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The Mantawi Festival is an annual festival celebrated every May 7 in Mandaue City in Cebu, Philippines.



The city of Mandaue and the festival is named after a tree that grew in abundantly in the shores of the Cebu. The cove was founded by Portuguese explorer Ferdinand Magellan on April 7, 1521 while in search for food and supplies. On the island a settlement was then built. The discovery of the cove, present day Tipolo, brought about the establishment of the first drydocking facility in the islands. In 1565, the Spanish explorer Miguel López de Legazpi arrived in the Philippines after five decades after the Magellan expedition and built the Philippines' first drydock in the shores of Tipolo, about a few meters from the San Miguel Brewery Complex.[1] The drydock was built by the facility served the Galleon ships that established trade with Mexico and Spain. From that beginning, Mandaue emerged as the industrial hub of the southern Philippines, the city of Mandaue.[2]


The founding of the settlement Mandawe on April 7, 1521, has several historical value and significance in the history of Cebu. In order to commemorate the city’s foundation, a festival was conceptualized and came to be known as the Mantawi Festival.[2]

The festival was a project started by the former mayor of Mandaue City. It was first celebrated on the 33rd charter day celebration of Mandaue, August 30, 2002. The next year the day of the festival was changed to last Sunday of August since it overwhelmed the city's charter day celebration the year before. In 2004, the festival was stopped due to organizational problems. In to 2005 the date was again moved to May 7 to coincide with the city's fiesta celebration.[3]

The festival is a symbol of Mandaue City’s history. Its historical past affirms its present identity as a highly urbanized industrial center and a new tourism destination where arts and culture become tools for progress and prosperity. The highlight of the festival is a parade of street dancers and dioramas showcasing the history and culture of Mandaue accompanied by brass instruments. Industries in the city join in the celebration with their creatively crafted floats. Other participants range from the government officials, teachers and to students. In 2005, the festival was opened for participation from places outside Cebu. The festival also includes the parade of higantes (giants)--The people who shaped the present Mandaue City. The festival culminates in the awarding of the winners of the street dance and float competition followed by a grand fireworks display.[4]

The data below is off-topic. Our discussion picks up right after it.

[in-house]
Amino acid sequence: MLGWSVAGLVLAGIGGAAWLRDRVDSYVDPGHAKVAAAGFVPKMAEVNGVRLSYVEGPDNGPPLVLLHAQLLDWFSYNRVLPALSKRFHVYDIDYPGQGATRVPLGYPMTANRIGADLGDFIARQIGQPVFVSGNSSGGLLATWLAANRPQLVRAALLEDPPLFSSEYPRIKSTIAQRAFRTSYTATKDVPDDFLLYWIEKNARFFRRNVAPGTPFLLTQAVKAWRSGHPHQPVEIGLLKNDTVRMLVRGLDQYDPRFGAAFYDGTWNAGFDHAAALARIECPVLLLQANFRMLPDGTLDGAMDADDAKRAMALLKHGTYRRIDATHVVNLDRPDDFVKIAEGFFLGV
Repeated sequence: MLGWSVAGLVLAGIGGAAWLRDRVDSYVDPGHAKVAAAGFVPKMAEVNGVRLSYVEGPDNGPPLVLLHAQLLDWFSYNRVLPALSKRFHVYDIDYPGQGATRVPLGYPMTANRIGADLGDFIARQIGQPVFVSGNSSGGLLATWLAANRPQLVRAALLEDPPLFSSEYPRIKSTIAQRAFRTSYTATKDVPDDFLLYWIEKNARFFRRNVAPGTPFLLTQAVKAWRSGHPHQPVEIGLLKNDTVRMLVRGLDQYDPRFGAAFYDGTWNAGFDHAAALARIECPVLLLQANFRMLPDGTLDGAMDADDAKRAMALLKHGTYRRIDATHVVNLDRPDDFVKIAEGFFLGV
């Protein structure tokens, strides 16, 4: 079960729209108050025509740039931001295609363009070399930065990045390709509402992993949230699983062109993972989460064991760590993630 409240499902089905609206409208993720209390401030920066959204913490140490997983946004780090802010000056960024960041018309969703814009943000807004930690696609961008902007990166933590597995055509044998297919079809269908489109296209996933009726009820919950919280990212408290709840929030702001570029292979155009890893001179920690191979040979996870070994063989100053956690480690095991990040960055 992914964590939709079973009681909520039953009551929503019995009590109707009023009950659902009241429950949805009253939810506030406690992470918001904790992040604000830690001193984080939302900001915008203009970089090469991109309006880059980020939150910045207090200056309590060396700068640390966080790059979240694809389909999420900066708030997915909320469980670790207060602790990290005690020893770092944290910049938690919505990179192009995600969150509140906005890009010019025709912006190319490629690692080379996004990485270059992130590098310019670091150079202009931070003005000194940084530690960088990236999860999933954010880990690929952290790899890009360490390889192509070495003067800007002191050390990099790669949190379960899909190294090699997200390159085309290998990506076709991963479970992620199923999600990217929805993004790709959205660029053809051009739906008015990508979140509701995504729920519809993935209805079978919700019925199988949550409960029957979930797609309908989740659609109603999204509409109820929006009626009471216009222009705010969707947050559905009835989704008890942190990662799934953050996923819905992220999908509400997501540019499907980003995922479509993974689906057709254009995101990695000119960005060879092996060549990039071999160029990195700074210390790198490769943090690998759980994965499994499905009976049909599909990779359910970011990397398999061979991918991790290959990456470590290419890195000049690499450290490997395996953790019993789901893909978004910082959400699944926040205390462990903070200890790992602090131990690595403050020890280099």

Historical accuracyEdit

The questions about authenticity of Datu Lambuzzan, the said chieftain of Mandaue before the Spanish Period, were raised. As well as, the existence of the vine or tree which they call Mantawi.


  1. ^ "Other Landmarks". Tourism. The City of Mandaue. Archived from the original on 2008-03-14. Retrieved 2008-04-18.
  2. ^ a b "Mantawi... A Festival of History". Tourism. The City of Mandaue. Archived from the original on 2008-03-24. Retrieved 2008-04-18.
  3. ^ Israel, Dale G. (2008-01-23). "Mandaue resets Mantawi festival to May 7 fiesta". Cebu Daily News. Inquirer. Retrieved 2008-04-18.
  4. ^ "Cortes wants authenticity of Mantawi confirmed". Sun.Star Cebu. Sun.Star. 2008-01-23. Retrieved 2008-04-18.

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